When you think of the bayonet, the first thing you’re likely to think of are the grainy photos of Union and Confederate soldiers or paintings that depict Redcoats marching in formation. A new veteran owned company, Bayonext, has put an exciting, innovative and modern twist on one of the oldest battle implements still in use today.
You may be surprised to know, however, that the bayonet has been used in modern times as well. Bayonet charges have been used against the Germans in World War 2 and the Chinese during the Korean War, even some as recent as 2004 in Iraq and 2011 in Afghanistan. There are even some early unconfirmed reports of the British SAS leading a charge against ISIS fighters earlier this year.
The problem with nearly every bayonet is their need to be manually fixed to the rifle during a highly stressful situation. The military teaches hand-to-hand techniques in the event that one would have to defend themselves should they be separated from their weapon or run out of ammunition. During my own deployment, a soldier in my brigade was forced to do exactly this when an enemy fighter charged his position.
Bayonext has created a unique solution to this problem with their flagship product of the same name.
The Bayonext is an out-the-front bayonet that attaches to the rail system of the host weapon. Housed in an aluminum tube, the 4140 QT spike deploys with a vengeance with only the slight pull of its deployment collar. In essence, you have a single-action bayonet that is the only one of its kind currently available on the market. It is absolutely perfect for use in all environments, including CQB.
The Bayonext can also be used without being attached to a rifle. As a hand-held tool, it can serve various purposes with sportsmen and outdoor enthusiasts. As a secondary weapon, it can provide the extra protection one may need against wild game in any part of the world.
The Bayonext is attached to the rail system by using a couple of standard 1-inch flashlight mounts. Once the Bayonext is in place, a rubber sleeve can be attached over the spike to make it very low profile. Anyone viewing the product on the rifle would be hard pressed to figure out what it is until it is deployed.
For my testing, I wanted to see how the product would hold up to a variety of materials. The two common techniques to fighting with a bayonet are the thrust and the slash. For thrusting attacks, I used a heavy-duty off-road tire and wooden boards of varying thickness.
The Bayonext was able to easily pierce through the sidewall of the tire and on through to the opposite sidewall. The only thing stopping it from going further was my muzzle. Even then, two inches of thick rubber wasn’t a challenge at all.
With very little effort, it was able to puncture through inch-thick boards. Obviously, an attack against an adversary wearing a Kevlar vest without plates would be devastating.
Now I’m no Albert Einstein, but I think we can all agree that no scientific testing would be complete without watermelons. Sure, it doesn’t perfectly simulate damage to an opponent in a combat application, but it is damn fun. Either way, the victim of my slash attacks didn’t stand a chance against the Bayonext.
During my tests, I managed to run the tip of the spike against a hefty slab of concrete floor, which bent it. However, I was able to use my trusty Leatherman to make a repair in the field in less than a minute. You can’t fault the Bayonext here, as it isn’t designed to pierce through concrete. That’s why we have this.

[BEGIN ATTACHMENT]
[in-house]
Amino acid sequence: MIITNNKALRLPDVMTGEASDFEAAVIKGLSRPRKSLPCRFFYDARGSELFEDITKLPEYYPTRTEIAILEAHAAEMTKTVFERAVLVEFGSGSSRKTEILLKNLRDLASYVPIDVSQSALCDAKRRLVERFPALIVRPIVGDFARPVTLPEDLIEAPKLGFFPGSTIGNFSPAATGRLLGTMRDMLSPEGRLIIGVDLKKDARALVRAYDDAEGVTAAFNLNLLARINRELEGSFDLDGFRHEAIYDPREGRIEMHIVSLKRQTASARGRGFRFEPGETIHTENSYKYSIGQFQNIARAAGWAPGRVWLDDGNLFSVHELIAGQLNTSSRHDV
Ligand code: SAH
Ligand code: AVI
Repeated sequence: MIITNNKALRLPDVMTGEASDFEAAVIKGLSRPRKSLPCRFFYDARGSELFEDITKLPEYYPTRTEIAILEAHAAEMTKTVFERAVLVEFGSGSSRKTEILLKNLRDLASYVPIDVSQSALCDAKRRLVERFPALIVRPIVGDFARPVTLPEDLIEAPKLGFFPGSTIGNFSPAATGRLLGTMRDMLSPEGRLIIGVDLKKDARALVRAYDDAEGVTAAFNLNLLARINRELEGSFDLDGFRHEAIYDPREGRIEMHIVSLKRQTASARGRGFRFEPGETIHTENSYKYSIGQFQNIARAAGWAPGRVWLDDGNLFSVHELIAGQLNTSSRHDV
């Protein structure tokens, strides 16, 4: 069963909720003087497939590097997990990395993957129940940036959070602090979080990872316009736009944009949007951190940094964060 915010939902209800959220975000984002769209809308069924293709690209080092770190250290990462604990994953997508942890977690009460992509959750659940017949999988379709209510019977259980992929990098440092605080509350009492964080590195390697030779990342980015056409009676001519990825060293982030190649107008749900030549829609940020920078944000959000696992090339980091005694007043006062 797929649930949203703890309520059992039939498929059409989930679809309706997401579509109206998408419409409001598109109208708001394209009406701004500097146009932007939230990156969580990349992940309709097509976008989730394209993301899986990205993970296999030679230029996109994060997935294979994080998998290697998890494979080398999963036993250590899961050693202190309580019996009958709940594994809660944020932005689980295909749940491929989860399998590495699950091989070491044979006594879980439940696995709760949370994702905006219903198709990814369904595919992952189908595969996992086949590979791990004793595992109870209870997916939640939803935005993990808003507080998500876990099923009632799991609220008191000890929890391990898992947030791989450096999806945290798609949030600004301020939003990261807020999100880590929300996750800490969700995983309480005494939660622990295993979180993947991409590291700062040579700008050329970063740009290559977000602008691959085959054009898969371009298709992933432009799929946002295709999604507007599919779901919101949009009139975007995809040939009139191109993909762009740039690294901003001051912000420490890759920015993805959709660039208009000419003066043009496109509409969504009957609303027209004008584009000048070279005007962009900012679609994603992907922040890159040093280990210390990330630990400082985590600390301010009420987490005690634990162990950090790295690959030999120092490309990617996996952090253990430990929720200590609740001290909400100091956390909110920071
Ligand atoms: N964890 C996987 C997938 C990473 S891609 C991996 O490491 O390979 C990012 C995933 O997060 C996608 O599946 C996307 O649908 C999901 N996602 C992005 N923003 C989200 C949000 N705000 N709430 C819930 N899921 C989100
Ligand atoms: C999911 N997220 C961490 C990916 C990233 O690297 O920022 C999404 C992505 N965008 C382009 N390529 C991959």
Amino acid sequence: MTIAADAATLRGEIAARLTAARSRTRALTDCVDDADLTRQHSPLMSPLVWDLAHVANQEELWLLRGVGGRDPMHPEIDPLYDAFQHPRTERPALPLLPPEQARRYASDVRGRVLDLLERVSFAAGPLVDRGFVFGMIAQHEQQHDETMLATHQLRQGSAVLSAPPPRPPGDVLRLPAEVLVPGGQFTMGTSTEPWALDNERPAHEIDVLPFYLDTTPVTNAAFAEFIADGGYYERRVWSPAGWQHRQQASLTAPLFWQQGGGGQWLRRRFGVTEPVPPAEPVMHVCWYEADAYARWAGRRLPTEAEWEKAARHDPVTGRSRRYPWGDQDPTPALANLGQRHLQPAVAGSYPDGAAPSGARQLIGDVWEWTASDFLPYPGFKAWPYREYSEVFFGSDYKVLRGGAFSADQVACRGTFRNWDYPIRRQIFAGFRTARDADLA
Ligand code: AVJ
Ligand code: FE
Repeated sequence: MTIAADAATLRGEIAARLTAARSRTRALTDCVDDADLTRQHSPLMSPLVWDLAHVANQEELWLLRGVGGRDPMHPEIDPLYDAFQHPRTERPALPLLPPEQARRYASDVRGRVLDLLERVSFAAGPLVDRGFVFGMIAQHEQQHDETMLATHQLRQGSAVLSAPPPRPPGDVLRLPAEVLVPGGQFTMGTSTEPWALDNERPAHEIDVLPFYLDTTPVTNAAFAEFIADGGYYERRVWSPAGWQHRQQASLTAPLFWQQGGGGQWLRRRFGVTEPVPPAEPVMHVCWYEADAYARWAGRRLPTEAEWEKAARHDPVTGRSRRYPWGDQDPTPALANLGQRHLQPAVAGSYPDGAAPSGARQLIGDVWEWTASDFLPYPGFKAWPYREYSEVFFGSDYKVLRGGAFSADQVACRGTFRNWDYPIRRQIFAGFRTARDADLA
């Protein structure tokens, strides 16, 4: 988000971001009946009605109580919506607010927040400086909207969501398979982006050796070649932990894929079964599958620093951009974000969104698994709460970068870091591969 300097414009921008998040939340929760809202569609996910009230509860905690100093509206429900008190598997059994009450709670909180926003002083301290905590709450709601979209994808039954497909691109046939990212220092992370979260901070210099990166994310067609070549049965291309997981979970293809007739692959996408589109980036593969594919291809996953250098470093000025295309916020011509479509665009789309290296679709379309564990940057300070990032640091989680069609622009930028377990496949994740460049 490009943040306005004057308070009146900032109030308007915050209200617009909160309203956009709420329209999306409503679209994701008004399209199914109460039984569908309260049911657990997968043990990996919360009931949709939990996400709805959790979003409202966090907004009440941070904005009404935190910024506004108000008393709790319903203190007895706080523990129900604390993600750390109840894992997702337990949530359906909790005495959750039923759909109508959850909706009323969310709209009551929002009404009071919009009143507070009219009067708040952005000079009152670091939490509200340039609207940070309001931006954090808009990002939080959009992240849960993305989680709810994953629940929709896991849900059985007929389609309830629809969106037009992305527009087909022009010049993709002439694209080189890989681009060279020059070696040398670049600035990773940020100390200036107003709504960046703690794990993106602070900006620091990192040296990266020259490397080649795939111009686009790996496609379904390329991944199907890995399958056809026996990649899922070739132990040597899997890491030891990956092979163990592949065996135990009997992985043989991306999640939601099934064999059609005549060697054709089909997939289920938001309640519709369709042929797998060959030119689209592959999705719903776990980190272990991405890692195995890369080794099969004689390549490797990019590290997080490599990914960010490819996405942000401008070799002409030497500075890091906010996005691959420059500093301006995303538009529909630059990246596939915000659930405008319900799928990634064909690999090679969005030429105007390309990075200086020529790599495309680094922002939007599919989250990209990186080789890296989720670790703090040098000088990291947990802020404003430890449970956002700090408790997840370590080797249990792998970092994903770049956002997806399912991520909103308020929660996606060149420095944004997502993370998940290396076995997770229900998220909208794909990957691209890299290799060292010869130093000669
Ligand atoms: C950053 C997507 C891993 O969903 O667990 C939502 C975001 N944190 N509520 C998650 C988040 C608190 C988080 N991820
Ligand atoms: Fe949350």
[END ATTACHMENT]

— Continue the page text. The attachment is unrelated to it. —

So what happens when you deploy the spike and it hits something that stops it before it can lock into place? Well, you simply back off a couple of inches and give it another thrust! There is no rail or track for the spike to come off of in the event that it is stopped during deployment like any out-the-front knife. Once it is deployed, closing it is as simple as pulling back on the deployment collar and pushing the spike into a firm object until it locks in place again.
Read Next: Why Have Bayonets Become Shorter Over the Years?
The deployment collar also functions as a safety mechanism for the spike, which is a great feature to have. The collar has a notch that lines up with a safety screw. When they are aligned, you are able to deploy the spike. If you rotate the collar 90 degrees, you are in safe mode and the spike cannot be deployed. This is an excellent attention to detail that helps prevent accidental injury or damage to nearby objects.
The entire product is just under 14” long in the closed position and it deploys a 7.5” spike when opened.
Currently, the Bayonext is offered in Blackout, but there are Cerakote options in FDE and an Olive Drab Green. For $320, you get the basic package, which includes the product itself. The premium package includes two rail mounts, a case, and premium packaging, for $369. The Bayonext is only the flagship product and they plan on more innovation with accessories and other future applications.
Bayonext is a veteran owned and operated company from the small town of Claxton, Georgia. Doug Maddi served in the 75th Ranger Regiment before ending his career at the Army’s Program Executive Office Soldier where he helped acquire the best equipment and protection available for the individual soldier.
The Bayonext itself is machined and manufactured by Chris DeLoach and Michael Smith with Trinity Precision & Arms inside Smith’s Hydraulic, Inc.
Order yours now from Bayonext and keep an eye out for future products!
Author – Rodney Pointer is a former Army Infantryman. After graduating from Airborne School, he was ruthlessly assigned to Fort Polk, Louisiana to live out his days as a dirty leg. He served with the 2nd BN, 30th Infantry of the 4th Brigade, 10th Mountain Division. Following his deployment to Afghanistan, he received a Bachelor’s degree in Intelligence Operations. He currently works as a nuclear security contractor.
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